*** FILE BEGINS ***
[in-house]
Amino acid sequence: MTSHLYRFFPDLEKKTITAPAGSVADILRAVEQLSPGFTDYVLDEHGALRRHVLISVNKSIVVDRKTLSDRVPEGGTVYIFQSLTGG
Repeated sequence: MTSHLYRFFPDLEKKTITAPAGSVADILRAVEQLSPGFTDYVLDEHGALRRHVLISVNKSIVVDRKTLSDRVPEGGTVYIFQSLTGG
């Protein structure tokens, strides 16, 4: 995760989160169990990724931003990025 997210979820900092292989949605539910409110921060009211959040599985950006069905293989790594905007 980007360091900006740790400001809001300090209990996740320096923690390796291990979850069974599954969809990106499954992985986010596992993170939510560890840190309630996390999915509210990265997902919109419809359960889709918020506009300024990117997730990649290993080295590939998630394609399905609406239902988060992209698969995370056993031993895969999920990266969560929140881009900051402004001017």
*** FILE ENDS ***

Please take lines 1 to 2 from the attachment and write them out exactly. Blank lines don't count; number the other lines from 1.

[in-house]
Amino acid sequence: MTSHLYRFFPDLEKKTITAPAGSVADILRAVEQLSPGFTDYVLDEHGALRRHVLISVNKSIVVDRKTLSDRVPEGGTVYIFQSLTGG